One thing we learned is that a great robot cannot win nothing. Coaching, practice, experience, awareness and more in general decide who wins and who loses. In GA state championship, the team that hit 8 pts auton every single match won champion; the team that almost hit every time lost.
as a captain, my worst tournament happened was my first one. we ranked 25th and then got to quarterfinals, where we got beat by a huge margin in the first match. then we were going to play in the second match, but our alliance captain said we were bullying them by not letting them play the second match with our other partner. in our other tourneys, we got around 10th-15th. i will say that at two of those tournaments, we had a sister/brother team that ranked really low. at states, they somehow got to the dead bottom after quals
Hands down, it had to be my junior year, 1st competition in sack attack
The night before I got the lift system working leaving me with 1 hour of sleep. But the tests caused the lift system to bend.
We were a team of 2 juniors and maybe 5 or so freshmen. We went for inspection and the lift system was bent out of place. We did everything we could think of to get the robot back into dimension, but when we had 10 minutes to go before inspection ended, I lost my temper and sat on the sidelines. The team was forced to remove the lift system and we made it to eliminations off of pure defensive strategy and autonomous.
My temper scarred the freshmen. They didn’t quit robotics, but they never put the same passion in vex as they did with FTC, FRC, battlebots, or even robofest. Of all my regrets, this is probably my biggest one, for this lack of freshmen led to the collapse of the vex team this year.
We have had some apocalyptically horrible tournaments in our 5 seasons of competing. It’s impossible to decide which was the worst, so I’ll give some summaries:
-Our first tournament ever in Round Up, we had a 1-stage elevator made of thin chain. It snapped every match and got picked as a 3rd by the 8th seed because they liked my MSU t-shirt. We lost.
-Our second year, Gateway, at one tournament we tipped over the center goal trying to descore the top object, as it was only fastened with one bolt.
-At States in Sack Attack we had ESD issues (this used to be caused by IMEs before a firmware patch came out for it), causing our robot to “bug out” and continue doing whatever it was doing when the bug-out happened, uncontrollably and infinitely, until it was turned off (even field control couldn’t stop it). After spending entire matches driving into walls or spinning in circles, we finally figured out that we had to unplug the IME’s, and had to drive our ally’s robot (their drivers were no-shows) to win our last match. We ranked 42nd.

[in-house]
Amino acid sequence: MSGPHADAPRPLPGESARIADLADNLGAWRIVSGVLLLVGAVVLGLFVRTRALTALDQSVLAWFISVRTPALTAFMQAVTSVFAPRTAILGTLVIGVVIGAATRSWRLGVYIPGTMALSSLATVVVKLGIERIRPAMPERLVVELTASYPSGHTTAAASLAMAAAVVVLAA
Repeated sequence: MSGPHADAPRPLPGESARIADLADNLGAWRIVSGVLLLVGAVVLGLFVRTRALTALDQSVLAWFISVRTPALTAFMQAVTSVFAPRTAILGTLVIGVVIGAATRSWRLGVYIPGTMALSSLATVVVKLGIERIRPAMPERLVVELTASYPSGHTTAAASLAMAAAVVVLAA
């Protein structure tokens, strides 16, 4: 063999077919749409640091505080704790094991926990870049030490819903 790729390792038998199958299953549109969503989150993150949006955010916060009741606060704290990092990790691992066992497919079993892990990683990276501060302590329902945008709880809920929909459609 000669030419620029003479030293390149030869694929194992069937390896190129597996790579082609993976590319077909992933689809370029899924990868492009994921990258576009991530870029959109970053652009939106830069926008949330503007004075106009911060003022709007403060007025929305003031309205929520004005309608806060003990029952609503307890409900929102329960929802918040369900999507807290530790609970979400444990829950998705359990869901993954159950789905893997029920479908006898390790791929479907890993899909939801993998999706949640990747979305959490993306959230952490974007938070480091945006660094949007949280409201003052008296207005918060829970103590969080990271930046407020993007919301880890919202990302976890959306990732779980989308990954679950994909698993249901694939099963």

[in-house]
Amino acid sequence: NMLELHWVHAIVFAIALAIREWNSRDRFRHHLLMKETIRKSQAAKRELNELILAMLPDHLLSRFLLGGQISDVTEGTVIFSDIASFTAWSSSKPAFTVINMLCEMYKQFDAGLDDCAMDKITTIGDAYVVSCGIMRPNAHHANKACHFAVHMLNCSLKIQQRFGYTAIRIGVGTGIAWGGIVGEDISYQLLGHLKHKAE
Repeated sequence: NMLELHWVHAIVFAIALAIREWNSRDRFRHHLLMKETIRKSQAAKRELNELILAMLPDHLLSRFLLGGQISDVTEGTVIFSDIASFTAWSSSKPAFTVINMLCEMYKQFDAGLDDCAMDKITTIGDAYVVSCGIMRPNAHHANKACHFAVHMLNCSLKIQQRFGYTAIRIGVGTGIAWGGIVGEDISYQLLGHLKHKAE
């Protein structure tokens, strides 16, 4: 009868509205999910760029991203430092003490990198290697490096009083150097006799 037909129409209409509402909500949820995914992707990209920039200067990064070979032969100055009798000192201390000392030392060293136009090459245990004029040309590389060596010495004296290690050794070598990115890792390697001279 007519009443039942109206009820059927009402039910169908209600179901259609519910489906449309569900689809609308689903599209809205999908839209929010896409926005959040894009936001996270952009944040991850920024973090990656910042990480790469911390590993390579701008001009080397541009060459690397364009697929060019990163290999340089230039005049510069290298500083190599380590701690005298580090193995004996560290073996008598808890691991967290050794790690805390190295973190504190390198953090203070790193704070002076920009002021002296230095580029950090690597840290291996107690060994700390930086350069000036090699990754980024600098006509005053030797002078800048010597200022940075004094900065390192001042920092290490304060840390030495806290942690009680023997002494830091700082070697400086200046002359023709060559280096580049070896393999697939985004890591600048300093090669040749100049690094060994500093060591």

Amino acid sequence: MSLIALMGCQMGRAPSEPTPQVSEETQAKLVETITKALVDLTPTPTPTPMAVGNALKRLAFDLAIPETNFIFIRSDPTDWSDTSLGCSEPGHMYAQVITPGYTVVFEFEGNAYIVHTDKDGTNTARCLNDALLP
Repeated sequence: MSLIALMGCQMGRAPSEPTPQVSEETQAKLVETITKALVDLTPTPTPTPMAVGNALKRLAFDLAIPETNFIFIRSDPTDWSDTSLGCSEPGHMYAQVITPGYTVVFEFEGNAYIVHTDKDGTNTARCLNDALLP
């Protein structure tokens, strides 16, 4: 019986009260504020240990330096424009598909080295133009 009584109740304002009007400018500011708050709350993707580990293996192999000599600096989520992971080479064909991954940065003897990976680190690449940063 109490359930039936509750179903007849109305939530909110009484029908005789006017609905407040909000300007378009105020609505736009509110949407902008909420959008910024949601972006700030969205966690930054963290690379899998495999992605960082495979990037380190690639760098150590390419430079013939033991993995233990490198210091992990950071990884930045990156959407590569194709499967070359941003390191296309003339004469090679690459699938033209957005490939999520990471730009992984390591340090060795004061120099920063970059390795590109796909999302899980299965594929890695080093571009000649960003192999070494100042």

-2013 Worlds my dad and I (with the robot) had 5 flight cancellations at Chicago Airport (NEVER FLY THERE), delaying us by 21 hours and forcing our team to run the first day’s matches with a clawbot borrowed from Karthik.
-Last year at one tournament our robot went up in smoke during a match. A motor controller shorted.
-This year we went to a tournament with a wallbot made of spare parts, just to try it. We went 0-6-0 in qualification and ranked 34th, but got picked as a 1st pick by the 4th seed.
Our team is pretty much a living demonstration of Murphy’s law.
It was O’Hare. They also lost 7580A’s robot for about a day in luggage transfer last year. Seriously, how do you lose a big neon green crate? Good thing we went a few days early last year, just in case…
Our worst event ever?.. Easily the Northern California State Championships. There were two practice fields, one with NO SKYRISES BASES so no one could practice building the skyrise or test their skyrise autons there, and it was missing some posts. On the 2nd field, there were probably 10 cubes of each color, not the normal 22. There were no cords or power strips so many teams in the center of the room had an enormous lack of power, so charging batteries and laptops became a hassle. The queuing system in the pits wasn’t systematic at all as all they did was call the microphone that was only connected to one speaker, and could barely be heard. The skills fields were poorly managed. There were two fields with one manager who didn’t count the scores properly. Not only that, she didn’t even get out of her chair to enable/disable the run on the comp switch; so my drive team, who wasn’t even ready at the time, easily lost 10 seconds of our run, and after the run, she began screaming at us to leave the area. After failing PS, failing RS(cause we got a 50 second run instead of a 60 second run), and being screamed at for no reason whatsoever, we quit skills. My friends’ team was waiting in line while another team was running their skills. That team got to go at least 4-5 times before my friends’ team even got a chance to run once, while they were clearly in the specified “line”. Not to mention they were the only other ones there. Now matches… Oh qual matches, how stressful you are. Everything looked fine until the middle of the tournament. Around match number 20, both fields began suffering from disconnection problems. It was blatantly obvious that the problem was with the fields, not the vexnets or the programs, yet the RECF officials kept insisting that it was a fault in our code, not their system. But please tell me, if every team is disconnecting (and when I say every, i literally mean EVERY team) at the exact same time, how is it the fault in the programs? And if it were, then why were we not dropping connection on the practice or skills fields? Not only that, but they had 2 HS matches and 1 MS match all running at the same time, but only allotted for a 2 minute gap between matches on the schedule. The head ref. also continuously sized each and every robot before each match, which made the schedule go way off track. On top of that, the rankings and match scores were rarely displayed, so calculating SP and seeing what seed we were was virtually impossible. There were no live updates either. Never had I imagined I would go to such a terrible tournament, especially it being the State Championship.